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I know that a rootkit can hide processes from the OS by fooling around in the userspace. But can a rootkit also modify a processes metadata in a way that it won't even be recognized by a RAM forensic tool like volatility?

Im asking this because even volatility has to search by a specific pattern or method for the processes executed by the system the RAM dump came from.

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But can a rootkit also modify a processes metadata in a way that it won't even be recognized by a RAM forensic tool like volatility?

The short answer is, not really.

Rootkits routinely change process metadata. Cosmetic changes are made to bits that aren't vital to the process running, and significant changes are made to the bits that make the process run. But if you make changes "in a way that it won't even be recognized" to a forensic tool, most likely you'll have made changes in a way that it won't be recognized as a process by the operating system.

In other words, the rootkit is constrained to make the process follow the rules enough to allow it to run - and by the same token, it will always follow the rules enough to allow Volatility to explore it.

In fact, a lot of what Volatility does is look for inconsistencies that are unusual in a normal process but are exactly the sort of tampering a rootkit would do. Oh, look, the pointer for a given system call points off to userspace, not kernelspace like it should! That's a giveaway.

Now, I said "not really..." Volatility has a number of predefined plugins that follow rules to find things that are out of place. Is it possible to write a new rootkit that isn't immediately obvious to these plugins? Sure. Clever people come up with new tricks all the time. But then the clever, clever developers and users of Volatility find these things - you can walk through memory manually with Volatility, you aren't constrained by what existing plugins think you should look for - and they write new plugins that recognize the new evasion.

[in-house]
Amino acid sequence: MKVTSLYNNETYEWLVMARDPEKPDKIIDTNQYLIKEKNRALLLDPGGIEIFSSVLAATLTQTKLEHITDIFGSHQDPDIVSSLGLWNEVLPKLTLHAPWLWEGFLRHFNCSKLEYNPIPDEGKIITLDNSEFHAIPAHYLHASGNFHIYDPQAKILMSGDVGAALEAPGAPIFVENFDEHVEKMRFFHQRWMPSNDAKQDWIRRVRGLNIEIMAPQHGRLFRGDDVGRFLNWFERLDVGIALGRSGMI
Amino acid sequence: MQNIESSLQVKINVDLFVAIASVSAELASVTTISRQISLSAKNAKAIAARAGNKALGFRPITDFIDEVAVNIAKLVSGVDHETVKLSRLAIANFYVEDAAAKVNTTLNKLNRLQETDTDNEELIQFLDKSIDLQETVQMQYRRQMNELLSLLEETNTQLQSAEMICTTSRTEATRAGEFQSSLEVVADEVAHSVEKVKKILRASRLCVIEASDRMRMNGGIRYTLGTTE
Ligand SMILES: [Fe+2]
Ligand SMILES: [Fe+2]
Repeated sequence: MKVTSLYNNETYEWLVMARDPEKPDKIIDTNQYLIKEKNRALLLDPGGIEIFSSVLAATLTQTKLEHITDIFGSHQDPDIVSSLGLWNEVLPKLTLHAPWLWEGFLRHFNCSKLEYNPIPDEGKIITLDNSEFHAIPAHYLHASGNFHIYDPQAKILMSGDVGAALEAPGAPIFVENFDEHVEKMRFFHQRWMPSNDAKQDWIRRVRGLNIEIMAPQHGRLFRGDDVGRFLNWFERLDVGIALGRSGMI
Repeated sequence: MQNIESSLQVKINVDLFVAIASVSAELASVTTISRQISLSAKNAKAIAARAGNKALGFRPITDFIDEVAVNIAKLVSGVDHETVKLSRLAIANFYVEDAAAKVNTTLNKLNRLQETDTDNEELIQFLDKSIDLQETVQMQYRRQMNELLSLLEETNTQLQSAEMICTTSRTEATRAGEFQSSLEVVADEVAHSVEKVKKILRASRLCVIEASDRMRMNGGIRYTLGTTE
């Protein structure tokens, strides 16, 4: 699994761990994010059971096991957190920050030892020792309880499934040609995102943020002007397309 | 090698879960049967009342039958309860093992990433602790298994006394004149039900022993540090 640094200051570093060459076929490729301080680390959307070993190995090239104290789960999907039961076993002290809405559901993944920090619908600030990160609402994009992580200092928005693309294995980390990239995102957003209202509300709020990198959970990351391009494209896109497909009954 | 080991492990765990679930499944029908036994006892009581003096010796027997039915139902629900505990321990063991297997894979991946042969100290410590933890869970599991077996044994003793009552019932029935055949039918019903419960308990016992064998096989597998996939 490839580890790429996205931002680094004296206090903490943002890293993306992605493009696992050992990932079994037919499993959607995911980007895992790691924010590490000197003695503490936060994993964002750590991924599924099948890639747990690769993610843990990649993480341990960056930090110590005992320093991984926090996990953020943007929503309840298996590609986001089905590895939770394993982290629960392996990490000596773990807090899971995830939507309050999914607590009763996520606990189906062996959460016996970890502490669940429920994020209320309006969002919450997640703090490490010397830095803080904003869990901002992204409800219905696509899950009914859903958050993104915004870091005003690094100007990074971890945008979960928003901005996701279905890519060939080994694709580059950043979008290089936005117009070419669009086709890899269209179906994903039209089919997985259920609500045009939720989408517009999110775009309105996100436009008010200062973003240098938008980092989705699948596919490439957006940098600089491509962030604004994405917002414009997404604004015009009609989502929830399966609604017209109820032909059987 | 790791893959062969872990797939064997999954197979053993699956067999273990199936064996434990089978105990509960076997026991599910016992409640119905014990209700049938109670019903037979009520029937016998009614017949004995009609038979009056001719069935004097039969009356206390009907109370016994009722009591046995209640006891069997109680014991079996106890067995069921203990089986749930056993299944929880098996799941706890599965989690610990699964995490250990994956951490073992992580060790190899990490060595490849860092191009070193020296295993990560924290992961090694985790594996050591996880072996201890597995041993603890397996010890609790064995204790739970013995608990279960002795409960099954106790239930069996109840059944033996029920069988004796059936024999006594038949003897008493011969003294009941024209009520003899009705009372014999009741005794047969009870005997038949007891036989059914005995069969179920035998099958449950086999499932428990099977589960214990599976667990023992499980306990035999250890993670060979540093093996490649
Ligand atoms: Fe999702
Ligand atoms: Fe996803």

SANS forensic training uses the tagline "Malware can hide, but it must run." For it to run, it's got to follow some of the OS's rules. And when it does that, it puts itself on the map for Volatility to identify and explore.

(minor exception: I have heard horror stories about hardware that visited China and came back with tampering that left it beaconing home with no evidence in system memory. If you let the enemy make changes to your hardware, then they can move beyond memory analysis. But that's a pretty rare and exclusive club.)

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